BLANTYRE--Malawi’s failure to hold local government elections is stifling democracy, says Undule Mwakasungula, Executive Director of Centre for Human Rights and Rehabilitation (CHRR).
He said councillors, who lead the way in development initiatives and service provision, are missing in the decentralization equation, which seeks to transfer powers to the people.
“One big challenge that has rocked our decentralization efforts is the failure to hold local government elections since 2005. As a result, there have been no democratically elected officials at the local level to take concerns from communities to the Council and vice versa.
“This challenge has trickled down to district level since districts have lacked democratically elected people who can make decisions on behalf of the people,” said Mwakasungula during the official opening of area development committee training in Mchinji district Monday.
So who has been making those decisions?
The offices of the District Commissioner or other makeshift structures have been making the decisions.
Mwakasungula said the situation raises questions whether decisions made by such structures take into consideration the needs and wishes of communities considering that they don’t live with the communities as councilors do.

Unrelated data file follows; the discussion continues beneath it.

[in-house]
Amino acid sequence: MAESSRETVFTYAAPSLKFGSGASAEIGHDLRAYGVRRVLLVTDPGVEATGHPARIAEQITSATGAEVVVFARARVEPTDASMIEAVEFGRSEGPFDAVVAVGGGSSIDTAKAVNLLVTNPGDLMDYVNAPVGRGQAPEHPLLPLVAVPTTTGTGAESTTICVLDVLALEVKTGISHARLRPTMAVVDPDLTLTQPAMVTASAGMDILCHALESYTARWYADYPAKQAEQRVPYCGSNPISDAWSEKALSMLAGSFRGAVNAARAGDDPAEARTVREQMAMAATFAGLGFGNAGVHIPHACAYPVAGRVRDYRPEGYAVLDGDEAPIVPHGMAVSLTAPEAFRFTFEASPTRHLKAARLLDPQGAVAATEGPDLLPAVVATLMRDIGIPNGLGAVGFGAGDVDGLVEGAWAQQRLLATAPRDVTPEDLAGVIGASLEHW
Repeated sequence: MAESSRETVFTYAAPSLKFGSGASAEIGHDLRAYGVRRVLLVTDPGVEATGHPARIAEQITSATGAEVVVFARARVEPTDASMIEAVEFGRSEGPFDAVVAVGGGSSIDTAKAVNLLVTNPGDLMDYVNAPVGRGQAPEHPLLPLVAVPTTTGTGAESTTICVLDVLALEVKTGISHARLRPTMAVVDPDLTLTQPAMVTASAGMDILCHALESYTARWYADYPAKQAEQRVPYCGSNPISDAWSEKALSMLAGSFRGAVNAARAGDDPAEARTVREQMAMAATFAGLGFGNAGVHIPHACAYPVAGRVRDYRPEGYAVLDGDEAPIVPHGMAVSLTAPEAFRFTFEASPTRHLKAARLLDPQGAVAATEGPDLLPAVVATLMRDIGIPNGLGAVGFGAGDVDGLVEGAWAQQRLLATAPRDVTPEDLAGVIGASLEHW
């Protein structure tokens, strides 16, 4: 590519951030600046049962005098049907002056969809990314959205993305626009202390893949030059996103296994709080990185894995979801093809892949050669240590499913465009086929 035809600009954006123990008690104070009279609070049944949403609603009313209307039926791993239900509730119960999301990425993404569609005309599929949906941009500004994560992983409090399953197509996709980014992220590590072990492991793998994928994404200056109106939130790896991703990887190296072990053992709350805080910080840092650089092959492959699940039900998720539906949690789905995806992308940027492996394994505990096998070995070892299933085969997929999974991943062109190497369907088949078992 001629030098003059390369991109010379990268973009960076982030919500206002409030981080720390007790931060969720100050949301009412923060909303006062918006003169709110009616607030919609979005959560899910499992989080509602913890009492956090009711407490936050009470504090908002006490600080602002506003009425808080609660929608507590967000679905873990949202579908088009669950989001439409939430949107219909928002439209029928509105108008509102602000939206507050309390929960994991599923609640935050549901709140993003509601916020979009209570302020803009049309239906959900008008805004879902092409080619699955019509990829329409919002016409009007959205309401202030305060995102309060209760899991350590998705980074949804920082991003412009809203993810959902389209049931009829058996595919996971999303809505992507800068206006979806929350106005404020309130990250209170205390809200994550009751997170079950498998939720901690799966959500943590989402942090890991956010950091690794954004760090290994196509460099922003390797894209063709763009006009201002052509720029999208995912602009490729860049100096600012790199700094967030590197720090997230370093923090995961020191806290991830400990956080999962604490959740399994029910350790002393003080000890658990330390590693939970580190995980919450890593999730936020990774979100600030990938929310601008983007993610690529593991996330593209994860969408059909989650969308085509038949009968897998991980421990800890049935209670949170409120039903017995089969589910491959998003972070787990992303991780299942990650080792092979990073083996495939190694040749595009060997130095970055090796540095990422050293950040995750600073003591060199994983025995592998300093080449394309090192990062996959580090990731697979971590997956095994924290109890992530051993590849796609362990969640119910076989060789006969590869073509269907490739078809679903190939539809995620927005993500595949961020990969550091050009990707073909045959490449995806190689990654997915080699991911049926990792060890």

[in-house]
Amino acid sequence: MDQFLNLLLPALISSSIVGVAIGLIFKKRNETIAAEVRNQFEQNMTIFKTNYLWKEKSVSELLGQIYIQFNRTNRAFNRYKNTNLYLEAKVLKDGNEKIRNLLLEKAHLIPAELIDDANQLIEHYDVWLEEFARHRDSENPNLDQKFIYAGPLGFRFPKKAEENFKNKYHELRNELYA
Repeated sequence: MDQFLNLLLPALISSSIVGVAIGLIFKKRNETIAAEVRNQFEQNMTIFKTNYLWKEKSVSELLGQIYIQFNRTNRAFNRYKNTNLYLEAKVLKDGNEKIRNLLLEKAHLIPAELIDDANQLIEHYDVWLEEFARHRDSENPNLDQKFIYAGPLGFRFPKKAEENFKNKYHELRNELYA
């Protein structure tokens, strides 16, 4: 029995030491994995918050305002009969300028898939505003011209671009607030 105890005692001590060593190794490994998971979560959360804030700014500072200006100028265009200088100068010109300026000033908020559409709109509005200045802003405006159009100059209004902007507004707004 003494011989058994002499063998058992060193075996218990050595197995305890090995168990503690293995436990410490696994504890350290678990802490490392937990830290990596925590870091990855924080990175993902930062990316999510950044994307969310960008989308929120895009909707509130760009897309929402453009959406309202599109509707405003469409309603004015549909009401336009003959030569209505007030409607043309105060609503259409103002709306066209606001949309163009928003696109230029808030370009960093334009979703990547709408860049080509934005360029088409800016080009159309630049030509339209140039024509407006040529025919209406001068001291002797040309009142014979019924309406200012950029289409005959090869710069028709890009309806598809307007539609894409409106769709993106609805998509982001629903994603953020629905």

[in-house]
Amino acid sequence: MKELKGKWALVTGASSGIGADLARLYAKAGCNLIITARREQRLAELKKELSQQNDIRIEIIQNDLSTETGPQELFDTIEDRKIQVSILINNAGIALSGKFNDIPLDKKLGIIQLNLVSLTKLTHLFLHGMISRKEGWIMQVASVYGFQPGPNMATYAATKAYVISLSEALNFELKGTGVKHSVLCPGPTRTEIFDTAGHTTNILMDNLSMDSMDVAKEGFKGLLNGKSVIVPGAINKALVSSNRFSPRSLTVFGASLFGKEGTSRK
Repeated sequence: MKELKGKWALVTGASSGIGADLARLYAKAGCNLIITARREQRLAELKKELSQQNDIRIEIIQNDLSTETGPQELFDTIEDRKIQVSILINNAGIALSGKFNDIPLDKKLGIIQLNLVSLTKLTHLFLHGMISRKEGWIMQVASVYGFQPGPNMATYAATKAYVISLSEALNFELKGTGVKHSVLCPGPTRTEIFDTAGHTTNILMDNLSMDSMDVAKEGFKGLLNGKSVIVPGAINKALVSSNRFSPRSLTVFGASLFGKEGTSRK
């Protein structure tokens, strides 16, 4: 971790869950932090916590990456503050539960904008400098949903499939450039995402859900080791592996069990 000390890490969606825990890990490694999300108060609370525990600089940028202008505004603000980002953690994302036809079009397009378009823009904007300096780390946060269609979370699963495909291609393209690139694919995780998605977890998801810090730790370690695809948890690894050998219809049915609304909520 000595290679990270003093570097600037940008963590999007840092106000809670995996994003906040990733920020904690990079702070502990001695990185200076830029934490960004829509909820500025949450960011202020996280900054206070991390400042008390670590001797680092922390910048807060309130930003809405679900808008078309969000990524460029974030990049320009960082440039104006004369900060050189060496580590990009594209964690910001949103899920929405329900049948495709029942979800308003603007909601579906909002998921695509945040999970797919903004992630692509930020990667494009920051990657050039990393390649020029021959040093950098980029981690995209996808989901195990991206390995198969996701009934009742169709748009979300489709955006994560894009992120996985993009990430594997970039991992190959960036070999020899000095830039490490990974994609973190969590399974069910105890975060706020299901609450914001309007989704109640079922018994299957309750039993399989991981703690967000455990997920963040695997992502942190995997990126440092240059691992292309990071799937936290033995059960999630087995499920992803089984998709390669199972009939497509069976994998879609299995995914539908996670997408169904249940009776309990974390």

He called upon the government to demonstrate its political will to make decentralization work in Malawi by holding tripartite elections in 2014.
Mwakasungula also spoke against chiefs who unliterary put in place and preside over Area Development Committees (ADC) and Village Development Committees (ADC) meetings saying doing so doesn’t allow for people’s participation in decision making.
He observed that in some areas decentralization has created conflict among stakeholders such as chiefs, legislators, ADCs and office of the district commissioner.
Mwakasungula, therefore, said training was important, claiming it would help participants understand their respective roles.
“It is our hope as CHRR that this workshop will assist you to better perform as you take a leading role in spearheading development in your respective areas.
“CHRR, as a Human Rights NGO, is particularly interested in ensuring that our democracy continues to grow and mature and we cannot meaningfully pursue this cause if we do not pay particular attention to local governance,” said Mwakasungula, noting that local governance takes democracy to the people.
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